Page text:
Dr Richa Sharma , Dr Amit Basnotra
Womb health status and its assessment is one of the key factors while planning pregnancy as it not only serves as a passage for the transfer of sperm from the vagina and cervix, into the fallopian tube, but also has the very important function of growing the embryo to fetus to term. The importance of assessing the uterine cavity cannot be underestimated in an infertile patient. To lose a pregnancy after assisted reproduction due to a preventable or correctable uterine factor is indeed a tragedy!
Womb can be affected in approximately 5 percent of cases of Infertility
What Role Womb Has ?
Womb or uterus is a hollow pear shared organ located in lower abdomen and it has the endometrial layer which sheds every month but also is the fertile implantation site to nurture the embryo to a full term baby. So it needs to have good health and strength to carry the pregnancy to term but unfortuantely in some cases there can be various issues which can hamper the functioning so creating difficulty in carrying pregnancy so adding to one of the factors for subfertility and infertility
Uterine pathology (fibroids, congenital anomalies, polyps, etc.) are more often associated with miscarriages than with infertility so its more of the sub fertility than Infertility
What could be the hindrances in Pregnancy ?
There can be various factors which can be – Non Genetic and Genetic
Non Genetic factors can be anatomical or functional-
Anatomical can be the space occupying lesions and obstructions with severity varying as per the status
* Intrauterine adhesions
* Endometrial polyps
* Genital tuberculosis
* Luteal phase defect
* Thin-non receptive endometrium
* Defects at the Receptor level
Genetic Factors- which include Congenital uterine defects
Asherman’s syndrome or Intrauterine adhesions (IUA) in which the scar tissue makes the walls of womb,cervix etc stick together and reduces the size of the womb.
Adhesions in the womb can happen secondary to some events happened locally and are responsible for infertility, somewhat like can happen following endometrial curettage after a spontaneous, incomplete or elective abortion, postpartum hemorrhage and even post infection in the womb.It is the scar tissue in the uterine cavity ultimately which affects implantation, as well as increases the risk of miscarriage. Asherman’s syndrome is defined by the National Fertility Association, as the presence of scar tissue within the endometrial cavity.
To summarize the causes of adhesions can be –
* Scar tissue from uterine surgery like dilation and curettage (D&C)- cause of more than 90% cases
* Scar tissue after a Cesarean section or from sutures used to stop hemorrhages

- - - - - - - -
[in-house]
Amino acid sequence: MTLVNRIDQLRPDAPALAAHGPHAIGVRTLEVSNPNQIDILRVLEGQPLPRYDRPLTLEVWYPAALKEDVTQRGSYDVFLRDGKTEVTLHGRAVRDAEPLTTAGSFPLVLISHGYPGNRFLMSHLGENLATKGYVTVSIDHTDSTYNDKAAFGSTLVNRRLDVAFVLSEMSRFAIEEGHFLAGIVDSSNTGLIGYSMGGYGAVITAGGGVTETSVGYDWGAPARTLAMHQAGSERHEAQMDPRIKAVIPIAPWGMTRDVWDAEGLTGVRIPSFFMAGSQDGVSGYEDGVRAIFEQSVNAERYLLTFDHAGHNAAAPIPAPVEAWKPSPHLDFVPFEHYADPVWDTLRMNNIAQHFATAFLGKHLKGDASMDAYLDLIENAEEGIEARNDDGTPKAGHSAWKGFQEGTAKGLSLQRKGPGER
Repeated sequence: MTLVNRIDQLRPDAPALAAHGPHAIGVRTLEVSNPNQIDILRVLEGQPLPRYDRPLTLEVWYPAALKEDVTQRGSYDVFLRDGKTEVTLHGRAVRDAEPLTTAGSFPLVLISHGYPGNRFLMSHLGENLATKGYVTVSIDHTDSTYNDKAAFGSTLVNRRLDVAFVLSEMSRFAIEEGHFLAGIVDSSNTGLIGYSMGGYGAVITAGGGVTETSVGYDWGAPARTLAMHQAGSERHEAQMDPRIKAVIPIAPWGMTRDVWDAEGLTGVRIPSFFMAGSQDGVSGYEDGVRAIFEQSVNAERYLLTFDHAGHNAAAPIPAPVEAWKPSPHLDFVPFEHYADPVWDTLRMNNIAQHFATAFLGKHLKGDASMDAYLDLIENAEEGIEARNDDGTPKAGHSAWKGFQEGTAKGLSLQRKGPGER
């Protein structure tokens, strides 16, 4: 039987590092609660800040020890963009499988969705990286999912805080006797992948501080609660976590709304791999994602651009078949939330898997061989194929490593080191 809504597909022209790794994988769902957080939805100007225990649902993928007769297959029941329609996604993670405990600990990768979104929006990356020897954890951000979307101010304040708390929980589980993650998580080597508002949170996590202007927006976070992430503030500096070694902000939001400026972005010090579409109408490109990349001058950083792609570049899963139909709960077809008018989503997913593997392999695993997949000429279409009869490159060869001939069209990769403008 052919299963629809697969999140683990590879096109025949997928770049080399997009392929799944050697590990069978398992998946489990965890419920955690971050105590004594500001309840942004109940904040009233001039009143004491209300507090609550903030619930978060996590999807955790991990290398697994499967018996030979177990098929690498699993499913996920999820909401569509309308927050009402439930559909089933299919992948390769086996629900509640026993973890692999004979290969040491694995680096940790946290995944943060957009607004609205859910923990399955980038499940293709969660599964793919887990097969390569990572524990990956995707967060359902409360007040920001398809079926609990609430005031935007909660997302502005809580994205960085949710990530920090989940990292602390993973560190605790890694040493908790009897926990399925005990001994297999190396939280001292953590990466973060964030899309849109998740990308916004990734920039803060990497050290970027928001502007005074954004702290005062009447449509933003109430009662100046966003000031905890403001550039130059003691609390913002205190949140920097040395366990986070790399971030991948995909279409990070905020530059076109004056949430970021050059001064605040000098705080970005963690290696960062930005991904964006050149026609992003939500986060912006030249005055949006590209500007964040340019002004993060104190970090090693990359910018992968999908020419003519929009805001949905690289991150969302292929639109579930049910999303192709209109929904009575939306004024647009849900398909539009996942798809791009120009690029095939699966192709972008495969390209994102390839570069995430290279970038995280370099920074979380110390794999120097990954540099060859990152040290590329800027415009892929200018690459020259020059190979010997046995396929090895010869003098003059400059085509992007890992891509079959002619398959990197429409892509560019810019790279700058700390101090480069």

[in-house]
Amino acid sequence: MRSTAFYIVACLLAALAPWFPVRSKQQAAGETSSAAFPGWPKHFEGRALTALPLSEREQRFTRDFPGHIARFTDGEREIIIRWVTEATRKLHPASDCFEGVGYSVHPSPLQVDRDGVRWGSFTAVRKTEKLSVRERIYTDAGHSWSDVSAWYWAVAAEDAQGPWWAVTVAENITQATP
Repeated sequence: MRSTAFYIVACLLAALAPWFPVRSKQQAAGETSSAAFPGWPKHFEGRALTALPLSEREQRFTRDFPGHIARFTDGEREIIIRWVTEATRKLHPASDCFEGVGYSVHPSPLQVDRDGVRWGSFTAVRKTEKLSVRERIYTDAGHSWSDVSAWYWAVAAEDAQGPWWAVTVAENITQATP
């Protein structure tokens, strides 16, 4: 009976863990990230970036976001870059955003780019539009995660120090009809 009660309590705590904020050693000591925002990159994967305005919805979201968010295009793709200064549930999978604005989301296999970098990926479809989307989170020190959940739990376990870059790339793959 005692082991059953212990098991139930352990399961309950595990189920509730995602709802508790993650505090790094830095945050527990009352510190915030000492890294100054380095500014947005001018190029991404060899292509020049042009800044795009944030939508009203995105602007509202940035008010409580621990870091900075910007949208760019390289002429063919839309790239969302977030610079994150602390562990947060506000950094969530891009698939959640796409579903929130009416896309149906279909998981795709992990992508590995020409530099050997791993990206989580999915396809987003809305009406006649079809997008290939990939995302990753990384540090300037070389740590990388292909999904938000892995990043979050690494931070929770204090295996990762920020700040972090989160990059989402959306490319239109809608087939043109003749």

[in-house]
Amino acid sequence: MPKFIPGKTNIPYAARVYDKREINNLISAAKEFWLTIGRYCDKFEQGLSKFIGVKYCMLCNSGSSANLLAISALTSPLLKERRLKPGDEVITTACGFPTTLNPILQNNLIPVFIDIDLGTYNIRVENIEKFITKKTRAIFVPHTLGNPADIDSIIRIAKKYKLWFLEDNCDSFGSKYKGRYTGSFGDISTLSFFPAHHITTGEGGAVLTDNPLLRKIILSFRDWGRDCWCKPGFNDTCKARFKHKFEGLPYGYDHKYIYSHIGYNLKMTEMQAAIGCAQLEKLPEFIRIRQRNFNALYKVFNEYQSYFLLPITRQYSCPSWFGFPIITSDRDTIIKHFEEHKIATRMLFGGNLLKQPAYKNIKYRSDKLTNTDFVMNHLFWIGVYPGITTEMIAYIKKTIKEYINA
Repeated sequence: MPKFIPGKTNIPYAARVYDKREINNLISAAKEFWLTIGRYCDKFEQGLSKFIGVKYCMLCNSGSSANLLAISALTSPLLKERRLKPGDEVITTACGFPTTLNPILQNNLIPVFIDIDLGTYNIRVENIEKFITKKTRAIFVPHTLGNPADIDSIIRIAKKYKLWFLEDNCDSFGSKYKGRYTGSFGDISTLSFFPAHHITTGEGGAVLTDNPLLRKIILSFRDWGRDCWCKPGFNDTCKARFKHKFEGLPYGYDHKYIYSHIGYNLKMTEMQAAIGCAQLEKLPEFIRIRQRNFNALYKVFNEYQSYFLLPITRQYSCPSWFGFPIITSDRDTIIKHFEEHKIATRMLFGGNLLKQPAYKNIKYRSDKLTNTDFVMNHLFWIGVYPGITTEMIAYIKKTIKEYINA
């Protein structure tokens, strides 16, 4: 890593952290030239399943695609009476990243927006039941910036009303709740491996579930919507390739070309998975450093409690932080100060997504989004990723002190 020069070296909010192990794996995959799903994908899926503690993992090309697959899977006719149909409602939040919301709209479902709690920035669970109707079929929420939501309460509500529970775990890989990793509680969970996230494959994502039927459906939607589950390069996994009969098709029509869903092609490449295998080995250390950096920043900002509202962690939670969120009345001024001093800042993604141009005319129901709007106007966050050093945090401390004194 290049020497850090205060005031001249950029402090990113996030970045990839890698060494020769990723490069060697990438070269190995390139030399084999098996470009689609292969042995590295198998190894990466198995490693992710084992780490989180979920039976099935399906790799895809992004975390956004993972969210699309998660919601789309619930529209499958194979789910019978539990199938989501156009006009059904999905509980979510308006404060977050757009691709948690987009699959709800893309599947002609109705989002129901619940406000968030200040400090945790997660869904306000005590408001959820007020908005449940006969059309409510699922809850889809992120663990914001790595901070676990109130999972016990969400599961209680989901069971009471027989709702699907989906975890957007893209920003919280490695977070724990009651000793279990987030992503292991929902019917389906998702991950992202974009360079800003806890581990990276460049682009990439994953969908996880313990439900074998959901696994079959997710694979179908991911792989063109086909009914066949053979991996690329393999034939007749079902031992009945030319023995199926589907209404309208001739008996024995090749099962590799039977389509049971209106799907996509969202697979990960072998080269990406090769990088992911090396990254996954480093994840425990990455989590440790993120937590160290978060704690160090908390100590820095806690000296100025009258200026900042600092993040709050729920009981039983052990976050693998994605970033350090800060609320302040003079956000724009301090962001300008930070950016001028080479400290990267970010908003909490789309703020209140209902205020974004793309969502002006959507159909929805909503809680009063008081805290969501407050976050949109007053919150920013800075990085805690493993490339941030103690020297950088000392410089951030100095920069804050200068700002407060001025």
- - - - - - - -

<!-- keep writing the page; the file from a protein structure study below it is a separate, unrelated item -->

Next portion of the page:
* Infections of the reproductive organs
* Radiation treatment
Types of intrauterine adhesions –
* Mild-thin, filmy; consisting mostly of endometrial tissue
* Moderate-thick fibromuscular, covered by endometrial tissue
* Severe-dense connective tissue
Further it can be –
* Less than 1/4th of uterine cavity involved
* 1/4th to 3/4th of uterine cavity involved
* More than 3/4th of uterine cavity involved
Asherman’s syndrome is a rare disease especially the severe form and many times it may go undiagosed.Some studies say it can happen in nearly 20% of women who have had dilation and curettage (D&C) after pregnancy complications.
How will the patient know ?
Patient may be symptomatic with even normal menstrual periods but various symptoms which they can elicit are-
* Hypomenorrhoea- Scanty menstrual periods
* Secondary Amenorrhoea- Absence of menstrual periods
* Dysmenorrhoea- Painful menstrual periods
* Recurrent Pregnancy losses
* Repeated ART failures like IUI,IVF
* Irregular menstrual periods with fluctuations in the flow pattern over a period of time
How will the doctor know ?
Patient will be diagnosed with this conditional after knowing clinical details along with examination supported with certain varied set of investigations starting from basics and sometimes it can be an Incidental finding also
* Woman with significant intrauterine adhesions may complain of oligomenorrhea or amenorrhea
* Prior surgery on the uterus
* History of tuberculosis/exposure to the infection
* Previous H/o peritonitis, appendicectomy with slow healing, pleurisy, prolonged illness in childhood, family H/o tuberculosis and childhood contact
What can be done ?
Management depends on the severity and extent of the damage and can be treatable one to a permanent damage.Its better that treating physician should give clear transparent picture to the couple in first go itself with cafeteria approach with their informed consent and understanding
Success Rates post treatment-
Intrauterine pregnancies rates range from 22 to 45% and live births range from 28 to 32% after treatment of intrauterine adhesions.
What Complications can happen ?
The risk of complications for those that achieve pregnancy is significant with an increased risk for placenta accreta and subsequent blood loss, transfusion, and hysterectomy
Last resort – is surrogacy and adoption which further governed by the law of land and ICMR guidelines for India and specific ones for the particular nations
Womb or Uterus is one of the important components rather the way to final destination so cannot be taken lightly or kept as last in queue.Proper information from authenticated source definitely helps couples to take a more lucid and firm decision.
(The authors are Senior IVF Consultant Delhi NCR and Senior Gastroentrologist)
Dr Richa Sharma , Dr Amit Basnotra